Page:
“I do not want this Government to step outside that in any way. It would be a tragedy if that happened. It should not be allowed to happen; I believe that it will not happen.”—[Official Report, 26/4/22; col. 157.]
But surely he must accept that there needs to be scope, therefore, for somebody to look at it independently once the statute is enacted.
Finally, if we look at the front cover of this Bill, we will see a statement, required by the Human Rights Act, by the Minister—the noble Baroness, Lady Williams —which says, under the heading of the European Convention on Human Rights, that it is her view that
“the provisions of the Nationality and Borders Bill are compatible with the Convention rights”.
She may well indeed have been so advised by the Attorney-General, but surely nobody has ever doubted that that means that it is enough in itself; it is not. What the Act says is that you should try to construe it compatibly and if you cannot you declare it—precisely the mirror image of what is now proposed for this self- same legislation.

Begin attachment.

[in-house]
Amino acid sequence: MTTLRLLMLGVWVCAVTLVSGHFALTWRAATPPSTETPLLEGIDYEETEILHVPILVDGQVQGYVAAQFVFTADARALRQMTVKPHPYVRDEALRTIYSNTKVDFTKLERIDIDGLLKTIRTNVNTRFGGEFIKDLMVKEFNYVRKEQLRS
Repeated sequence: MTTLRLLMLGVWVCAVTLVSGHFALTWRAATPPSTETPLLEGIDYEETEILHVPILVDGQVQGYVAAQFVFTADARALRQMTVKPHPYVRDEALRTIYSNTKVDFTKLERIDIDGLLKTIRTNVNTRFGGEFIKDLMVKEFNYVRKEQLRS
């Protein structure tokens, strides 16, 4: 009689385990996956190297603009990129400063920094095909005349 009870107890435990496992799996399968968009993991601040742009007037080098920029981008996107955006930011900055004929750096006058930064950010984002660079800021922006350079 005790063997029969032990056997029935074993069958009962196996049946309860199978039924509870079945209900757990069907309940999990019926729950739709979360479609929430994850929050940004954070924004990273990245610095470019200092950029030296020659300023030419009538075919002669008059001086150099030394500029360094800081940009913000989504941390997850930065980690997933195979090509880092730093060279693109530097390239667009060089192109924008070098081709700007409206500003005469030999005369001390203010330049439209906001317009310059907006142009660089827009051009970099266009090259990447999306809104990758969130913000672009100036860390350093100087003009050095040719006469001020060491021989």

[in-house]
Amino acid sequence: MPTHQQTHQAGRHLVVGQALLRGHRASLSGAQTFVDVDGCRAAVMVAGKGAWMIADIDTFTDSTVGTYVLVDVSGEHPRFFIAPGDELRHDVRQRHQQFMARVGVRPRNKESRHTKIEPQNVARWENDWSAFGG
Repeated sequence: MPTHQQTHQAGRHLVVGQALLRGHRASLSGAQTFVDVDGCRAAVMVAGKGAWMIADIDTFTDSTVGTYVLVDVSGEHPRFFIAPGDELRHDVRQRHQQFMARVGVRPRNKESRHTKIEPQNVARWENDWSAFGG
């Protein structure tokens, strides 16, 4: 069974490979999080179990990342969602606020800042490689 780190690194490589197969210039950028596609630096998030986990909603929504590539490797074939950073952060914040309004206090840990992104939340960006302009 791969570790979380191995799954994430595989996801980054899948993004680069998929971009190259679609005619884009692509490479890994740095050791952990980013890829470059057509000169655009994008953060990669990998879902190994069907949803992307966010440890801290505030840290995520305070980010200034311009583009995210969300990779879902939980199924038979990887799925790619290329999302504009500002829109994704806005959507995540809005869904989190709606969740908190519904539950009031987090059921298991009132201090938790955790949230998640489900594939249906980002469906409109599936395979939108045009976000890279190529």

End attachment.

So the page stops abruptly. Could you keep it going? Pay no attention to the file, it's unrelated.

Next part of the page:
I urge your Lordships—not at this stage because it is so late in the day and the ping-pong ball has been returned two or three times already—to consider whether we really should quit on the constitutional issue on this vital rule-of-law question. At this stage, I urge the noble Baroness to divide the House on the issue and let it be supported by all those who want this country to abide by the rule of law.
My Lords, I support what was said by the noble and learned Lord. When this matter went back to the House of Commons last night, the Minister there said that the amendment from the noble Baroness, Lady Chakrabarti, was “unnecessary, inappropriate and unconstitutional”. What the Minister failed to recognise, with great respect, is that whether there has been compliance with the refugee convention has been a matter for the courts of this jurisdiction for at least the last 40 years.
In the case of Sivakumaran, which is reported in  Appeal Cases, pages 958 and 990, Lord Keith of Kinkel said, for your Lordships’ Appellate Committee, that the provisions of the refugee convention